For the past 6 months or so, Delta has been offering COVID-tested flights for essential travelers only between the U.S. and Italy. During this long and successful trial run, travelers who had a negative PCR test 72 hours before departure, and tested negative at the departure AND the arrival airports could enter Italy without quarantining. I took one of these flights from Atlanta to Rome in February and the efficiency was impressive. I never thought I would be so ecstatic about transatlantic travel but it was a breeze and I loved it.
The COVID-tested flights were so successful that the Italian government is now allowing all U.S. citizens, regardless of vaccination status, to book them. According to the Delta website states, “Covid-Tested flights are available for purchase on select flights for departure through June 30, 2021 on the following routes: Hartsfield-Jackson Atlanta International Airport (ATL) and Rome-Fiumicino International Airport (FCO) on DL62/DL63; JFK and Rome-Fiumicino International Airport (FCO) on DL182/DL174/DL183/DL175; JFK and Milan Malpensa Airport (MXP) on DL118/DL119…Customers may also purchase select Covid-Tested flights for departure through June 30, 2021 on our trusted partner, Alitalia, between John F. Kennedy International Airport (JFK) and Rome-Fiumicino International Airport (FCO) on DL6616/DL6679.”
In a nutshell, specifically labeled COVID-tested flights between select cities allow any U.S. citizen to travel to Italy without quarantining upon arrival, provided the 3 required tests are negative. The rules and routes are subject to change so be sure to check Delta and Alitalia sites for updates. Visitors not arriving on COVID tested flights are required to self-isolate for 10 days.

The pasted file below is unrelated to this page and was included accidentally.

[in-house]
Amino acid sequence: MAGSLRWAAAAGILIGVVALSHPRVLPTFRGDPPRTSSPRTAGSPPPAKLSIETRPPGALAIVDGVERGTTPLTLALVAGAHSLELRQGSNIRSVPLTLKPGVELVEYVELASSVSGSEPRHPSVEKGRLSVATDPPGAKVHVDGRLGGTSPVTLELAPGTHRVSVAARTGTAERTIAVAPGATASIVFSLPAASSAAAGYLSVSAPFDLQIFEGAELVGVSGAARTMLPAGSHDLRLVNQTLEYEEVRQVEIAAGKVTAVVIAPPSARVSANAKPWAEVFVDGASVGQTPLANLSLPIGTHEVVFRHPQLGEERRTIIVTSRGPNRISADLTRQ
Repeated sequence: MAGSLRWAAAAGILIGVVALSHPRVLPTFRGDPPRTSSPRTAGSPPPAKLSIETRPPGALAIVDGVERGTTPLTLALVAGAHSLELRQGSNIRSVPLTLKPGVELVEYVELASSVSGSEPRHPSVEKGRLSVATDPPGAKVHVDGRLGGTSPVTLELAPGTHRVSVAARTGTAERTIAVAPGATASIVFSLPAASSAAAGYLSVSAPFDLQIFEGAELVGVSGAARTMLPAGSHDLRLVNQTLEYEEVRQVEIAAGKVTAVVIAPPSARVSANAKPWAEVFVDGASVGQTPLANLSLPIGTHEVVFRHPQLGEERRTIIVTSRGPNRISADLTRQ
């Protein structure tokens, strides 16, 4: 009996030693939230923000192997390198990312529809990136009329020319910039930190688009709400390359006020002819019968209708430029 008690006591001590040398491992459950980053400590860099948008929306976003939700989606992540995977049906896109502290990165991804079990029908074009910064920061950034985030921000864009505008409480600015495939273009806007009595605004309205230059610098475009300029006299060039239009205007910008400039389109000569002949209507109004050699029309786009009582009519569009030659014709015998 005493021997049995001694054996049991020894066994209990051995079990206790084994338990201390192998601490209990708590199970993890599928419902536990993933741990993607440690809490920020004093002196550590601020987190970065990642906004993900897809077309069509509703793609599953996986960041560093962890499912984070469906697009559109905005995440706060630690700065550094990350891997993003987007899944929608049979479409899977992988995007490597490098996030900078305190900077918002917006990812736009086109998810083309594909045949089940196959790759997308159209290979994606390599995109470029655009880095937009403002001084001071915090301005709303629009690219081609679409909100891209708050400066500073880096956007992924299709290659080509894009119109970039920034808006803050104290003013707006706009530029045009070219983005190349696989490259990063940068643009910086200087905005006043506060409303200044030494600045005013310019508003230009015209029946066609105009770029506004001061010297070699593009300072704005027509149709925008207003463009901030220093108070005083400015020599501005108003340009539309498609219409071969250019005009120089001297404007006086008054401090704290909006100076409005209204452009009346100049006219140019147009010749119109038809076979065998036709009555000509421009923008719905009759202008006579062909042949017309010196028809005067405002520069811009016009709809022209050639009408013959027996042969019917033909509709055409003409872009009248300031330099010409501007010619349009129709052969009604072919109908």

As someone whose income is mainly derived from tourism to Italy and who cares about the survival of businesses in Italy, I should be stoked about US tourists being allowed back here for the first time in over a year. But truthfully, I am a bit conflicted and the situation feels fragile and precarious. Only 14.1% of Italians are fully vaccinated (30.8% have received their first dose) while the pandemic continues to rage and inflict suffering across the globe. And as much as I love visitors I can’t shake the feeling that treating COVID like a national rather than a global issue is problematic at best and a recipe for disaster at worst. Regardless of how I feel, the floodgates are open and beginning today, travelers arriving on COVID tested flights from the US and vaccinated travelers from the E.U., U.K., and Israel may resume tourist travel. Here’s what you need to know before you go:
Couldn’t Book a COVID-Tested Flight but Want to Visit Anyway?
Congrats on having a ton of vacation days because if you don’t arrive on one of the certified flights, you must self isolate for 10 days. That’s a real deal quarantine, not an “I’ll just pop out for lunch and dinner” kinda thing.
Wearing a mask in most circumstances, both indoors and outdoors, is still required. You can take off your mask while seated at a cafe or restaurant or while exercising. Many of the service professionals tourists will come into contact with indoors (hotels, for example) are in an age range that is not yet eligible for the vaccine. Protect these people and wear a mask.
A Curfew is Still in Effect